VMware/SUSE: Stacking the Deck in Favor of Enterprises

The recent wave of vertical integration among enterprise IT vendors appears headed for another crest: There are reports in The Wall Street Journal and elsewhere that Novell is preparing to split itself in two, selling its SUSE Linux operations to a strategic buyer and the balance of its properties to a private equity investor.

The most likely suitor for SUSE Linux appears to be VMware, which has been busily amassing middleware and application acquisitions such as Zimbra and SpringSource to layer on top of its virtualization stack. While the rumor that some tech titan might add an enterprise Linux distribution to its holdings is always within earshot, a VMware/SUSE pairing makes particular sense.

Despite its stack-building efforts, VMware has been without an operating system layer. But in recent months, VMware has cozied up to SUSE, with deals around bundling SUSE Linux with vSphere and building virtual appliances atop Novell’s Linux platform.

More than just adding new product pieces, a SUSE pickup would leave VMware better equipped to compete with and interoperate with its chief virtualization rivals. Novell’s SUSE virtualization solutions are based on Xen, which powers the products of Citrix, Amazon, Oracle and others; SUSE’s engineers are no strangers to the KVM and libvirt technologies that drive Red Hat’s virtualization products; and SUSE has maintained a considerable effort around interoperability with Microsoft’s Hyper-V products.

If Novell’s SUSE holdings include its open-source .NET implementation, Mono, that piece could provide an additional plank in VMware’s competitive platform.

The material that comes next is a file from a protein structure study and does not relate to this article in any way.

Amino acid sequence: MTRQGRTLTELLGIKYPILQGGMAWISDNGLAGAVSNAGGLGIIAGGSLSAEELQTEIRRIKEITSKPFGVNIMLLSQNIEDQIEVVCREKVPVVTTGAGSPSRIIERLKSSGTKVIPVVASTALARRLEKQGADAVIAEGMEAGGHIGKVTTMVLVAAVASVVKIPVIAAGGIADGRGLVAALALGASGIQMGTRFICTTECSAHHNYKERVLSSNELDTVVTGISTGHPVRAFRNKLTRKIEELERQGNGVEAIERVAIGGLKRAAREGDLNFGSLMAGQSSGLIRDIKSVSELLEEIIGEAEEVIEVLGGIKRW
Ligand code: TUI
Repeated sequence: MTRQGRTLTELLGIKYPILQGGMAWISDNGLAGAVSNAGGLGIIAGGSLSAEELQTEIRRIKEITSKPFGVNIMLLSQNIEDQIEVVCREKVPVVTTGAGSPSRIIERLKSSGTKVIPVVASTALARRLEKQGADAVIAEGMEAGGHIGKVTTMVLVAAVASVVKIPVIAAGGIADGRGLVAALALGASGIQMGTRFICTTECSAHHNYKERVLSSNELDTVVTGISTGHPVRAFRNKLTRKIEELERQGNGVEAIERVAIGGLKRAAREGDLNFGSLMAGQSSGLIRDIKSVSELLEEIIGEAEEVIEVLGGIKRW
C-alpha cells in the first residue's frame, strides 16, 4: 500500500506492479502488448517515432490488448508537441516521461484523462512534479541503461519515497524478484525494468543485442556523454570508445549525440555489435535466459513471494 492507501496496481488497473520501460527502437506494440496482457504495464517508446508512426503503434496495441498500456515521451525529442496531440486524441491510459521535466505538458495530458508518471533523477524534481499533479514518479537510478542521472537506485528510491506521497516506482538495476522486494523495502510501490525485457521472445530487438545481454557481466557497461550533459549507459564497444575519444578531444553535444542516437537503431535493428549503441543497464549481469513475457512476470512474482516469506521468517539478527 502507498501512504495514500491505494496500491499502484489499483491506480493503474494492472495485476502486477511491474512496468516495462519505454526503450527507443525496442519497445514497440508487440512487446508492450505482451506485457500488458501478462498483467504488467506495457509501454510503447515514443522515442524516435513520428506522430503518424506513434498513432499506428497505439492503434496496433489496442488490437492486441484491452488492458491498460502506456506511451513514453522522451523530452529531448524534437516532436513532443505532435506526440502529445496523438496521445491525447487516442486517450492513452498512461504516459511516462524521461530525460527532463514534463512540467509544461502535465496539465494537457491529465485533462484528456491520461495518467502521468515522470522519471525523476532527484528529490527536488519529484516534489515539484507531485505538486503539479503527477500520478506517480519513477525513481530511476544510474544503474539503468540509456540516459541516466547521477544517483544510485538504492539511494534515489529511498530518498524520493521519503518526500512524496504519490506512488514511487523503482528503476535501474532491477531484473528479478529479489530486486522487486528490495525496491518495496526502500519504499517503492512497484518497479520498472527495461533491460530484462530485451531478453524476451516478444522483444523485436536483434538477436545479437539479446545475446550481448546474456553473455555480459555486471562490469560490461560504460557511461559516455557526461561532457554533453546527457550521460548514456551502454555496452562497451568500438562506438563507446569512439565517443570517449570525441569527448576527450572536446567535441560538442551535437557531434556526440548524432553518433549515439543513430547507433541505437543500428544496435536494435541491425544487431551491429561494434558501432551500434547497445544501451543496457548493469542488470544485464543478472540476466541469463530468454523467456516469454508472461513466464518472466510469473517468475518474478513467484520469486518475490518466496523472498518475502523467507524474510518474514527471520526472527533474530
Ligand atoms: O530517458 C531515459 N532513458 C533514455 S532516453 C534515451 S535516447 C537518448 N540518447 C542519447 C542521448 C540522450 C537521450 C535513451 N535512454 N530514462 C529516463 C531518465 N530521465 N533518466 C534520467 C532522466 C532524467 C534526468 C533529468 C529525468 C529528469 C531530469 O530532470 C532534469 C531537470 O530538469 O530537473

While it’s easy to get carried away thinking about the potential synergies that major acquisitions might bring, for enterprise IT customers, the sort of vertical integration that Oracle and VMware have pursued must be greeted with some measure of concern. With consolidation comes the specter of reduced competition, and, potentially, loss of focus, as large organizations work to digest their acquisitions.

With regard to a potential VMware/SUSE matchup, the good news for enterprises is that the virtualization, operating system and middleware layers in play are matched with a certain amount of standardization, which is bolstered in places by solid open-source reference implementations. This standardization promises to preserve play among the layers, and make the specter of vertical integration less ominous.

This dynamic, whereby vertical integration exists alongside enough standardization to allow customers to choose among the layers, is reflected in the cover story of Monday’s eWEEK print issue. In it, Wayne Rash examines the ways in which enterprises are achieving unified communications success without swallowing entire unified product stacks from their UC providers.

As with the stack layers in play in a potential VMware/SUSE matchup, standardization and a demand for interoperability in the UC landscape work as a balance against vendor inclinations to differentiate themselves into silos. Of course, neither product space is an interoperability nirvana, but offerings from each class are delivering real results for customers, and that’s what’s most important.